|Publication number||US4892664 A|
|Application number||US 07/078,779|
|Publication date||Jan 9, 1990|
|Filing date||Jul 28, 1987|
|Priority date||Jul 28, 1987|
|Publication number||07078779, 078779, US 4892664 A, US 4892664A, US-A-4892664, US4892664 A, US4892664A|
|Inventors||Paul C. Miller|
|Original Assignee||Groundwater Technology, Inc.|
|Export Citation||BiBTeX, EndNote, RefMan|
|Patent Citations (26), Non-Patent Citations (7), Referenced by (70), Classifications (21), Legal Events (7)|
|External Links: USPTO, USPTO Assignment, Espacenet|
The invention relates to a method and apparatus for decontaminating water.
Environmental regulations strictly mandate maximum levels of volatile organic compounds (VOCs) that may be present in groundwater flowing beneath an industrial or storage facility, and in water effluent from an industrial process.
Methods proposed for addressing this problem have included such techniques as air stripping, vaporization of an entire process-flow with selective recondensation of water, hydrocarbon contaminant adsorbtion and chemical treatment.
According to one aspect of the invention, a method for decontaminating water which is contaminated by small concentrations of dissolved volatile organic compounds comprises the process of introducing a flow of the water to an air stripping stage, including directing the water through a packed column and directing a flow of air through the column to air-strip the organic molecules from the contaminated water, releasing the thus decontaminated water substantially free of the compounds to the environment, pretreating the organic compounds-carrying air in the substantial absence of water particles by a preheater means, passing the heated air through a catalytic stage that oxidizes the organic compounds, and releasing the gaseous effluent from the catalytic stage to the atmosphere substantially free of the organic contaminants.
The invention in particular comprehends treatment of effluents in which the dissolved volatile organic compounds are present in concentrations in the range 0.01 to 100 ppm, and, typically, are from the group of toluene, benzene and xylene.
In preferred embodiments, the hot gases from the catalytic stage are employed in a heat exchanger to preheat the air carrying the organic compound before the air enters the catalytic stage.
Preferably, also, the air is caused to flow countercurrent to the flow of water in the packed column.
According to another aspect of the invention, a system for decontaminating water which is contaminated by the presence of small concentrations of dissolved volatile organic compounds comprises a packed tower, an inlet water conduit and pump for delivering the contaminated water into the packed tower, a blower for causing a flow of air through the packed tower for stripping the organic compounds from the water, a water outlet conduit for releasing the water substantially free of the compounds to the environment, a heater for preheating the air that carries the organic compounds, a catalytic stage adapted to oxidize the organic compounds as the preheated air flows therethrough, and an outlet for releasing the gaseous effluent from the catalytic stage to the atmosphere substantially free of the organic contaminants.
In preferred embodiments of this aspect of the invention, the system further comprises a heat exchanger adapted for transfer of heat from the hot gases following the catalytic stage to the air carrying the organic compounds before the contaminated air reaches the catalytic stage. The system is adapted to handle effluents in which the compounds are present in concentrations in the range of about 0.01 to 100 ppm, and, typically, are present in a concentration of about 5 ppm. The compounds are from the group of toluene, benzene and xylene.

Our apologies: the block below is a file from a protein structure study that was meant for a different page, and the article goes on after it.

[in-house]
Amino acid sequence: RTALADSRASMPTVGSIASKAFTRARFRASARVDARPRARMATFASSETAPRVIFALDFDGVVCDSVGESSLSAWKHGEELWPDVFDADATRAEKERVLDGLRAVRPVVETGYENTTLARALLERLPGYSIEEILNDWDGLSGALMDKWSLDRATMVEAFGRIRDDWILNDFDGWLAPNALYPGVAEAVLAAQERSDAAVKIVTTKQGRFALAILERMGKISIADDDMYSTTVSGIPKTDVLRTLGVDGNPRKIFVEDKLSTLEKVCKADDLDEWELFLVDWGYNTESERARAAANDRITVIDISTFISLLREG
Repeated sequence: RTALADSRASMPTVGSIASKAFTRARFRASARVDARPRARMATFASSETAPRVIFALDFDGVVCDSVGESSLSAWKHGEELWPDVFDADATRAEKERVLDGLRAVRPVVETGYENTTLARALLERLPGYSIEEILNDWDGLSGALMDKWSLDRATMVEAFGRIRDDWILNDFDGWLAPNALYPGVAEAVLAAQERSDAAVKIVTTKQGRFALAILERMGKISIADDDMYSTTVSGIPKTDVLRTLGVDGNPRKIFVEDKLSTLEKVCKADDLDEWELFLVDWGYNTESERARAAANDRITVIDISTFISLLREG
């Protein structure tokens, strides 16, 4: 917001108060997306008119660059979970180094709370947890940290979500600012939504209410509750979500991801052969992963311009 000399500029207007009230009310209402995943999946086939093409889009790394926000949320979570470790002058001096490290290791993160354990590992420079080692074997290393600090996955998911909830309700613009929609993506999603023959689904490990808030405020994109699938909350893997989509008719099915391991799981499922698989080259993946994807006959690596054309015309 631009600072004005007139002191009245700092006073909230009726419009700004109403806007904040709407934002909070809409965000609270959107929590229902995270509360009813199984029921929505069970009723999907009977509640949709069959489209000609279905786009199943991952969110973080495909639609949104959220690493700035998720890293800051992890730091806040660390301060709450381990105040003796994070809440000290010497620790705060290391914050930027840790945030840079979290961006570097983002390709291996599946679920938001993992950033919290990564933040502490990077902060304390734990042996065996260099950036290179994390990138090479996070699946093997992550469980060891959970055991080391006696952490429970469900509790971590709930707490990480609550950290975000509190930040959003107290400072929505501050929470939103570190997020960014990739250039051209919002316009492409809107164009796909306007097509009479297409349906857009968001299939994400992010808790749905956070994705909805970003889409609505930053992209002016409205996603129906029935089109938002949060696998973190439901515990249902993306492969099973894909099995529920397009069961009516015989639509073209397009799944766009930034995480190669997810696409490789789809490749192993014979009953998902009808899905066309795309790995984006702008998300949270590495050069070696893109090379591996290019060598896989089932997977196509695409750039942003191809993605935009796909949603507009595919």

According to a further aspect of the invention, a converter for use in decontaminating groundwater containing dissolved volatile organic compounds as described above comprises conduit means for conducting a flow of air carrying the compounds from the air stripper to the converter, a heater means for receiving and preheating the organic compounds-carrying air, a catalytic stage adapted to oxidize organic compounds as the heated air flows therethrough, and an outlet means for delivering gaseous effluent from the catalytic stage into the atmosphere, substantially free of the organic contaminants.
In preferred embodiments of this aspect of the invention, the preheater means comprises a heat exchanger adapted to transfer heat from the gaseous effluent of the catalytic stage into the organic compounds-carrying air.
According to one specific aspect in the invention, a system for decontaminating groundwater contaminated by the presence of about 0.01 to 100 ppm of volatile dissolved organic compounds comprises a pump adapted for pumping water from a well or other site of water collection to remove contaminated groundwater and create a cone of depression in the water table about the pump site to restrict flow of groundwater containing the contaminants away from the pump site, a first conduit for conducting groundwater from the pump, a packed tower stage and a converter stage. The packed tower stage comprises a tower containing a column of packing, water inlet and distribution means for receiving contaminated groundwater from the first conduit and dispersing the water to flow through the packing, an open support grid for supporting the column and adapted for flow of water and air therethrough, a blower for causing flow of air through the column for stripping the volatile organic compounds from the contaminated water, a water outlet conduit for delivering the water substantially free of the contaminants to the environment, a second conduit for delivering a flow of air bearing the organic compounds out of the tower, and mist eliminator means for removing particles of water from the flow of air entering the second conduit. The converter stage comprises inlet means for receiving a flow of the organic contaminants-carrying air from the second conduit, a heater means for preheating the air flow from the second conduit, a catalytic device adapted to oxidize the organic compounds as the preheated air flows therethrough, the heater means comprising a heat exchanger for transfer of heat from the hot gases following the catalytic device to the organic contaminants-carrying air before the contaminated air reaches the catalytic device, a third conduit for conducting hot gases from the catalytic device into the heat exchanger, and an outlet for releasing the gaseous effluent from the heat exchanger to the atmosphere, substantially free of organic contaminants.